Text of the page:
Islamic State too violent for Osama bin Laden's taste
Al-Qaeda’s notorious former leader, Osama bin Laden, expressed concern at the Islamic State’s violent tactics months before his death in 2011, according to a new batch of documents released by the US secret services on Thursday.
Bin Laden fretted about al-Qaeda in Iraq, which has since risen as the newly-branded Islamic State, suggesting the group’s impatience and violent approach deters Muslims from sympathising with their cause.
The comments were allegedly made in a series of letters sent by the militant to his family members and affiliates while he was in hiding in Pakistan.
The latest release from the trove of documents allegedly found when Navy Seals stormed the al-Qaeda chief's secret Pakistan compound and killed him in 2011, show bin Laden trying to keep his militant followers around the world aligned in his war against the United States.
The letters, some of which were written by Bin Laden and others on his behalf, also reveal concerns that his enemies could inject his sons with electronic tracking chips, while advising affiliates in Yemen to decrease the pace towards establishing an 'Islamic state'.
One letter to AQAP founder Nasir al-Wuhayshi warns not to move too fast against the Yemeni government because conditions were not yet right anywhere to form an Islamic state that could govern effectively and resist attacks from outside.
"Blood should not be shed unless we have evidence to show that the elements of success to establish the Islamic State and maintaining it are available or if achieving such goals is worthy of shedding such blood," he wrote.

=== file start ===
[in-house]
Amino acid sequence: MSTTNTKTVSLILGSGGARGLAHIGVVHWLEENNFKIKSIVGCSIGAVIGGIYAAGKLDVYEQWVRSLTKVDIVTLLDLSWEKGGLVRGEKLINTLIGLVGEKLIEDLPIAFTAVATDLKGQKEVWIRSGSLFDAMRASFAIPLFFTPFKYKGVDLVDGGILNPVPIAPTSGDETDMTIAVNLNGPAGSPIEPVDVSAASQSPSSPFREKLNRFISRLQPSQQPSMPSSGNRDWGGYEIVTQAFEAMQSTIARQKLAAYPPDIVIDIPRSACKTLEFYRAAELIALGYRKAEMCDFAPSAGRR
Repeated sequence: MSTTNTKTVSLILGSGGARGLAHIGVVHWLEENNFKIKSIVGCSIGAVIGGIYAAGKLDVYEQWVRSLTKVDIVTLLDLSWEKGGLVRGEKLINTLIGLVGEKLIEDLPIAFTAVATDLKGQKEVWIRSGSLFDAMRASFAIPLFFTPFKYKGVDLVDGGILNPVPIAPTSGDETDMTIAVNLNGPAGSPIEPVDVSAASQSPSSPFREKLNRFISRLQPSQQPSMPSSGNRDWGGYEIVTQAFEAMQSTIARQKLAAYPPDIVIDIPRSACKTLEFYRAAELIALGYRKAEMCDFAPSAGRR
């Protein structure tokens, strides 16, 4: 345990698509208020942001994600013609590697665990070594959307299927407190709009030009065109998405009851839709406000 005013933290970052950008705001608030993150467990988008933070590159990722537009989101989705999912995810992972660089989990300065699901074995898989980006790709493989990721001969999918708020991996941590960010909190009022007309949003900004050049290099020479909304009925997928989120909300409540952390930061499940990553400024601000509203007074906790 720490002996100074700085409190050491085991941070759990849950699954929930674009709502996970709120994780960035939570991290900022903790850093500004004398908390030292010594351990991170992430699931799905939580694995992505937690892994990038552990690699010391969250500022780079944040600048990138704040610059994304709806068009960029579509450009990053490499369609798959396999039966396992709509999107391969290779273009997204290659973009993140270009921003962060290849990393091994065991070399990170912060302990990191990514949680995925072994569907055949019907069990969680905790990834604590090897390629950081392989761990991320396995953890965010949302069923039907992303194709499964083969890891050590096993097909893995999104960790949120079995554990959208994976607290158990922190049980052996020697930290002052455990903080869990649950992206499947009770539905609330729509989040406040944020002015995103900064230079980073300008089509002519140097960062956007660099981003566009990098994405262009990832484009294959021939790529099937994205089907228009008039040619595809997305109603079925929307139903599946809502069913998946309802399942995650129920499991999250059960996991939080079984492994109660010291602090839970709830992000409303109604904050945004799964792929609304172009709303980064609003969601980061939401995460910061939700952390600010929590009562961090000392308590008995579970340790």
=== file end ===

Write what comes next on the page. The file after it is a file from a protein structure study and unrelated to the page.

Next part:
"There might be a huge reaction that could drag us into a real war."
Focused on the US
The documents - which appear to date mostly from around 2010 - show the al-Qaeda chief determined to keep his group's focus on the United States as its prioritised enemy.
"The Ummah's enemies today are like a wicked tree," he wrote, using the Arabic term for the global community of Muslims. "The trunk of this tree is the United States."
The letters also reveal that Anwar al-Awlaki, a US-born Al-Qaeda cleric in Yemen, was a candidate to be named emir or chief of AQAP, with bin Laden asking for more biographical detail about him.
Despite this, Bin Laden noted doubt, stating "here we trust the people after we send them to the front line and test them."
Awlaki, whose writings inspired numerous converts to the militant’s cause, was killed by a US drone strike in September 2011.
A letter written by one of his aides suggests Bin Laden's rising frustration over his organisation nearly a decade after the shock 9/11 attacks on the United States.
Bin Laden "talked about the fear of our organisation aging, and reaching decrepitude like other organisations," the letter said.